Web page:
Day 1 of the Airports Council International-North America annual meeting in San Jose: This convention center is a huge sprawling entity ironically ensconced in the middle of a very compact walkable city.

Look! There’s Angela Gittens, Director General of ACI International and a friend of ENR. But I hesitate to bother her. Last time I saw her, she threatened to strangle me if I didn’t write an article about APEX, ACI’s now-2-year-old program to investigate causes and cures for runway incursion incidents around the world. She was joking – I think.

Featured speaker: Jim Collins, the motivational speaker and author of books like “Great By Choice.” What makes a leader not just good but great, he tells the airport leaders in the audience, is “getting people to want to follow you,” to realize that “if I seek credit for all the good things that are going to happen, then they will not happen,” and “to get your employees to follow a cause” above and beyond following you.

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He was so mesmerizing that I thought: “If he had a cult, I’d join it.”

Then I met one of the “uncredited” leaders of a cause – Roger Johnson, deputy executive director of airport development at Los Angeles International Airport. The lunch, brokered by Ginger Evans, senior vice president with Parsons, centered on LAX’s extraordinary effort to modernize. “We’ve spent $4 billion in the last 4 years,” he told me. “Last summer we had $4 million in construction happening every day, and it’s still $3 million a day today.”

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 He noted how the economist Thomas Friedman referred to LAX as a place that just has had too many facelifts and can't hide its wrinkles anymore. “My goal in life is to put his words on a cookie, invite him to our grand opening ceremony and make him eat that cookie,” said the ebullient Johnson.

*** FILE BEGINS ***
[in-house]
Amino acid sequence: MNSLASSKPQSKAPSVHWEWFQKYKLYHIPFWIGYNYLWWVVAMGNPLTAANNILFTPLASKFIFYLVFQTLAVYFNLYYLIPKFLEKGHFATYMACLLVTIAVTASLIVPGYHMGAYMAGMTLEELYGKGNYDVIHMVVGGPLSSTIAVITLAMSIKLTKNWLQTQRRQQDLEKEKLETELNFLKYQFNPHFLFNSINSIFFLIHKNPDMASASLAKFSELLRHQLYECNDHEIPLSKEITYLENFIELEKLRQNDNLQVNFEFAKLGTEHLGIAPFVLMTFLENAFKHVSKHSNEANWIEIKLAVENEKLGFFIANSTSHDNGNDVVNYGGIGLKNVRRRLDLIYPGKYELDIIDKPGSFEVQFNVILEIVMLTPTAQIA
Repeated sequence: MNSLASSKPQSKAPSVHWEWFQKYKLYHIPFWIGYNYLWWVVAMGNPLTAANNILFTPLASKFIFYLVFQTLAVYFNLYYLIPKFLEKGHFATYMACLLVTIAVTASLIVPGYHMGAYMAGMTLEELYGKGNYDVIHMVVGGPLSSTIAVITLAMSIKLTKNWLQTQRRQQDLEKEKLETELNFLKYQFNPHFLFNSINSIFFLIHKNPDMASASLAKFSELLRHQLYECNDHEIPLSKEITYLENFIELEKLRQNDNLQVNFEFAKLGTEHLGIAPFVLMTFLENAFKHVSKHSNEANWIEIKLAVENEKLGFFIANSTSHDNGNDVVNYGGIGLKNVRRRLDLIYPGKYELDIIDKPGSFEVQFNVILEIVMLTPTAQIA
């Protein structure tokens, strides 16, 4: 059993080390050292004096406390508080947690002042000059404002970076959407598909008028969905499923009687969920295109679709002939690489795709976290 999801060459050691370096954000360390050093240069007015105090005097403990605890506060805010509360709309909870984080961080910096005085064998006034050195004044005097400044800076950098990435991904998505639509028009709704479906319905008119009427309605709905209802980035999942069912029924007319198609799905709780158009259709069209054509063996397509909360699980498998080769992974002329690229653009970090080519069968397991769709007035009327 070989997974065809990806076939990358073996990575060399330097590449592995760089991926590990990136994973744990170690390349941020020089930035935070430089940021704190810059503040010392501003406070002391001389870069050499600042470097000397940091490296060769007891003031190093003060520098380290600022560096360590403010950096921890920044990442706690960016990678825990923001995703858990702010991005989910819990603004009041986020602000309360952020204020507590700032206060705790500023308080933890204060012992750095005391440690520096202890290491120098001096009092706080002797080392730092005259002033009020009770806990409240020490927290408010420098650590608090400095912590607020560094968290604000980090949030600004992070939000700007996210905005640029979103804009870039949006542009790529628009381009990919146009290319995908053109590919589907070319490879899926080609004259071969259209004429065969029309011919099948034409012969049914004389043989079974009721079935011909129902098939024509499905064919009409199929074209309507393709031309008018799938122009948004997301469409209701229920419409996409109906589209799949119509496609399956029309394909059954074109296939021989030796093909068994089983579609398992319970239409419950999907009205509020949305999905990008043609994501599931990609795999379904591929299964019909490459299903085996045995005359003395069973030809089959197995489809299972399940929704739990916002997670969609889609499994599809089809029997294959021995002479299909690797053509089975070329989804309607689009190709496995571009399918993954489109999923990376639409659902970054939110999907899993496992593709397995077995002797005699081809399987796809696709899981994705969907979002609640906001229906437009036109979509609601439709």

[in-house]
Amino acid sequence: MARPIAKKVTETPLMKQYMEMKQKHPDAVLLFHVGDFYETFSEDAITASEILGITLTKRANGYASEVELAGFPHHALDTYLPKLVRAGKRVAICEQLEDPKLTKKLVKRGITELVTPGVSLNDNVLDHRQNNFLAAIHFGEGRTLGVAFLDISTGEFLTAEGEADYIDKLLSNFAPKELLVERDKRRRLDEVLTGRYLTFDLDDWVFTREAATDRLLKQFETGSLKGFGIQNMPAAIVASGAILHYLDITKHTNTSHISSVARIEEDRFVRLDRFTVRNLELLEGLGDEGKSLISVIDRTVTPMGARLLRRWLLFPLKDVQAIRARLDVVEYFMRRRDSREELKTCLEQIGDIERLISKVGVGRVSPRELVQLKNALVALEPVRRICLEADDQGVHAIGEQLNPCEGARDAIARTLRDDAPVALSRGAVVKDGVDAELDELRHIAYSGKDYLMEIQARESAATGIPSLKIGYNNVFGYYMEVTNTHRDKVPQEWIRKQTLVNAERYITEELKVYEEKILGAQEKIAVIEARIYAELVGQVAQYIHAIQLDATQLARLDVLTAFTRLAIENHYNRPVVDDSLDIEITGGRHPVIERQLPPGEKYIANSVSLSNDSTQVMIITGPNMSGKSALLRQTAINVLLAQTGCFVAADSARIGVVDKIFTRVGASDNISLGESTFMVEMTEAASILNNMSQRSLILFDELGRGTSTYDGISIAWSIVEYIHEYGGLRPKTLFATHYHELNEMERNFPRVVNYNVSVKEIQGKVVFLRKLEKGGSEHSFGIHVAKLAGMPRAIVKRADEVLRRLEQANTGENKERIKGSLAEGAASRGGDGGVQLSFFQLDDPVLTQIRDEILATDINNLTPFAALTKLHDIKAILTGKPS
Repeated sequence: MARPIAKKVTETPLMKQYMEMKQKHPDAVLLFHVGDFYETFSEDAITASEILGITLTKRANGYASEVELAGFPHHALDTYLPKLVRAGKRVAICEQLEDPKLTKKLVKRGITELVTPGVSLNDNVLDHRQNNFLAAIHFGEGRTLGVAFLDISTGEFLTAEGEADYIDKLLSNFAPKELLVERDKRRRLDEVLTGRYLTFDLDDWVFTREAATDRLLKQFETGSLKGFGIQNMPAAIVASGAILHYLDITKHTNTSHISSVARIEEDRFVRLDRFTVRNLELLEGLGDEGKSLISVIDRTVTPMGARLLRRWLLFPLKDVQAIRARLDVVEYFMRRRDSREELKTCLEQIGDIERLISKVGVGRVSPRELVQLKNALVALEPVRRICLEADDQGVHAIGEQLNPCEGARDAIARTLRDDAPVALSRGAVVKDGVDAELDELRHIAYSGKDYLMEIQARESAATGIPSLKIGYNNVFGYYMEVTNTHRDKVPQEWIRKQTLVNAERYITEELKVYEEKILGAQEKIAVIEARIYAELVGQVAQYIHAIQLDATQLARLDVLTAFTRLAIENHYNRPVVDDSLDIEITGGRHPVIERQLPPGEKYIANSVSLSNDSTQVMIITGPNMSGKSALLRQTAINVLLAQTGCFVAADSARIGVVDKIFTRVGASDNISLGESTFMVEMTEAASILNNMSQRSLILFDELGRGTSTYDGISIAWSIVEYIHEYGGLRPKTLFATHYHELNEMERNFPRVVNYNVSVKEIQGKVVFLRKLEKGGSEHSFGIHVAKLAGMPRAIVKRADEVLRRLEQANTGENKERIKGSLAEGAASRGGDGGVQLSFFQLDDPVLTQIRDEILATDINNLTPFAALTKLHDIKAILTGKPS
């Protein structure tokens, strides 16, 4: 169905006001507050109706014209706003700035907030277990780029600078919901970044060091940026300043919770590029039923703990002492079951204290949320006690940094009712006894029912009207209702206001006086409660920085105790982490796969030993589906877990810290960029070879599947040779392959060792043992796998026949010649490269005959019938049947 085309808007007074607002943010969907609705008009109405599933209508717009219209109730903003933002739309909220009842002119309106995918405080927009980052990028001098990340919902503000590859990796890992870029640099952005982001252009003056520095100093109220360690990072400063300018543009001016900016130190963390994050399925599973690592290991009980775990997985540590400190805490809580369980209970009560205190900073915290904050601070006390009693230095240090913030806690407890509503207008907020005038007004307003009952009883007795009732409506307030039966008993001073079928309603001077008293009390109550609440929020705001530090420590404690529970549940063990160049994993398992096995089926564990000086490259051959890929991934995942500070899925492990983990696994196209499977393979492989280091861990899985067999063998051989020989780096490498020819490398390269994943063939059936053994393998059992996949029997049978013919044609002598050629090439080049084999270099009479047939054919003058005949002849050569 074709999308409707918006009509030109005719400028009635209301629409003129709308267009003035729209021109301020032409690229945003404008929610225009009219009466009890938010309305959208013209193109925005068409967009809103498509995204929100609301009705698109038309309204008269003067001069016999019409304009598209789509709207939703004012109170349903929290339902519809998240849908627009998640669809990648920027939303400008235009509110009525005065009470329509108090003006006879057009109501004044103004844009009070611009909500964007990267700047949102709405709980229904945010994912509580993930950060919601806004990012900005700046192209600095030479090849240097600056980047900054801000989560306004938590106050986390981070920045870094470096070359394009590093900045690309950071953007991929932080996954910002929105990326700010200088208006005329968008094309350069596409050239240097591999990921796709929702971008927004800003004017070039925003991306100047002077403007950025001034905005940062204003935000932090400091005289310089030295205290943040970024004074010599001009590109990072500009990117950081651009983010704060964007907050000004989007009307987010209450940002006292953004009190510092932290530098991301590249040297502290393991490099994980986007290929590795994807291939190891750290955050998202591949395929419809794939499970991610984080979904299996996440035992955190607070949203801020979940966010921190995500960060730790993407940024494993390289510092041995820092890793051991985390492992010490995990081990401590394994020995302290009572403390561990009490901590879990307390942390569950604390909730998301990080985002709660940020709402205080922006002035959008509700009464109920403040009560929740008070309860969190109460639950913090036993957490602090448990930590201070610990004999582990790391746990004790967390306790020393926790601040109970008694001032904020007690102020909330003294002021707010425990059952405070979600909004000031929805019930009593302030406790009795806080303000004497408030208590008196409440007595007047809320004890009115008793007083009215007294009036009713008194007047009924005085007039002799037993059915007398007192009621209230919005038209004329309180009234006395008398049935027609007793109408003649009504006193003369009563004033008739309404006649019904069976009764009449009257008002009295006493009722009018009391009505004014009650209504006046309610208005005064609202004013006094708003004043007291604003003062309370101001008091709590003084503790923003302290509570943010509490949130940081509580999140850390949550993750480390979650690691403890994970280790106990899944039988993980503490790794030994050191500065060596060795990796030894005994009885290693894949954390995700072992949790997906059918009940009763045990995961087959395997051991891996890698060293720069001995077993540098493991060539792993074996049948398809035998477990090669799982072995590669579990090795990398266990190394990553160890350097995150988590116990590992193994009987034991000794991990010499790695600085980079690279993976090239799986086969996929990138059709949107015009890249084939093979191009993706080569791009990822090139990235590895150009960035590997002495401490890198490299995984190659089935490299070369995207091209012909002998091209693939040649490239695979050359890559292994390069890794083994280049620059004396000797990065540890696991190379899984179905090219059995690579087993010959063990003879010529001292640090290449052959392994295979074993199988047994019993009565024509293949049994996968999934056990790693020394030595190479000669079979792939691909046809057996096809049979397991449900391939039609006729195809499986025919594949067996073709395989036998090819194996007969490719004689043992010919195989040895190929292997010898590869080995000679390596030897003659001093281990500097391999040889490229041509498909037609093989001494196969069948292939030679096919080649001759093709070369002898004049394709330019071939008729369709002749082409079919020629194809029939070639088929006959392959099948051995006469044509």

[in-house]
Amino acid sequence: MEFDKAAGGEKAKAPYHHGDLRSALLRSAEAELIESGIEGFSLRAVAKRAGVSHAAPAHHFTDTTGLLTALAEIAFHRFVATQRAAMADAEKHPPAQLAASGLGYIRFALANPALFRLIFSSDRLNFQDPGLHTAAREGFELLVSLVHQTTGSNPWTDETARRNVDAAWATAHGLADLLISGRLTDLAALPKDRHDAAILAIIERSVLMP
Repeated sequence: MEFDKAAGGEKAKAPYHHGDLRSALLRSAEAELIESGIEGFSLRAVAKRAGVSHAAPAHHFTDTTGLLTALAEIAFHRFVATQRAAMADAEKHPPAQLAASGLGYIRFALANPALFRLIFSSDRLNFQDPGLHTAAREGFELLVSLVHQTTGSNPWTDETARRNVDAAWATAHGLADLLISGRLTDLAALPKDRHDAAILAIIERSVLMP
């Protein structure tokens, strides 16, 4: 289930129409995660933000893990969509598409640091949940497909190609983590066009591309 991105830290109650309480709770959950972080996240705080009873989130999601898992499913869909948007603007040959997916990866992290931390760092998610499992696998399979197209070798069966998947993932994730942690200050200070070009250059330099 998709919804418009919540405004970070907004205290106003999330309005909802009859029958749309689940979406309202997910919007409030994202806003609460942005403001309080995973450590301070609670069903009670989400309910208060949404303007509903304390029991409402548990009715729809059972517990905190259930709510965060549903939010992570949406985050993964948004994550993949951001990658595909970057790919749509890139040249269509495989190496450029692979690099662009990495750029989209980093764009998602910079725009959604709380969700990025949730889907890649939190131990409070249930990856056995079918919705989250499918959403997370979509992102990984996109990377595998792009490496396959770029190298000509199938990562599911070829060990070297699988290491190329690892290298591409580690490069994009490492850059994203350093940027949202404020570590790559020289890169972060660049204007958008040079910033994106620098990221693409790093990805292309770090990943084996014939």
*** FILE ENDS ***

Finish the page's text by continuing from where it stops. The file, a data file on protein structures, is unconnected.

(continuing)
Future ENR story: Check.

 Day 2: Session on efforts to implement NextGen satellite-based air traffic control. The engineering world speaks in acronyms. So does the aviation world. So airport engineers just double that level. Jim Crites, the intrepid and innovative vice president of operations at Dallas-Fort Worth airport (another leader who fits Jim Collins’ definition) moderated. I listened intently. “We’ re redesigning airspace now...E-Ram is replacing...FAA...CSPR...PRM...SITS and STARS...OAPM...R-NAV... PBMs ... these are game changers.”

Brain officially drowned in alphabet soup: Check.

Look, there’s Deborah Ale Flint, director of aviation for Oakland airport. Dynamic, statuesque, she hugs me as eager consultants hover near, waiting for me to go away.

There's Ben Lao, globe-trotting sporty-spectacles-sporting airport consultant who isn't afraid to speak his mind. He's lucky I'm a nice reporter who doesn't quote him. But I love hearing his stories of dealing with airports around the world.

Exhibit hall - heavier on the airport suppliers - of chairs, signs, security-related things, concessions than on airport construction. A Starbucks bar - and a real bar, serving this: 

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It just came out sideways on the camera. I wasn't keeling over. Really!

Day 3: Final Session, on Making The Airport a Destination, Not a Departure Point. What’s this? There’s a mobile bar at the back of the room, serving wine and beer! A nifty way to celebrate the end of the conference and give a nod to the idea that airport facilities can be places of recreation.

Who knew Zurich Airport hosted kid’s birthday parties? They’re booked through 2014 and they’re making a nice bit of revenue off it. Speaking by videoconferencing, the presenters then (it was in the wee hours for them) pulled out a bottle of wine in a spirit of kinship.

At the closing night party I end up at the impromptu “press table” with Airport Business magazine reporters. We agree: it’s a fun time to be covering airports. But then, it never wasn’t.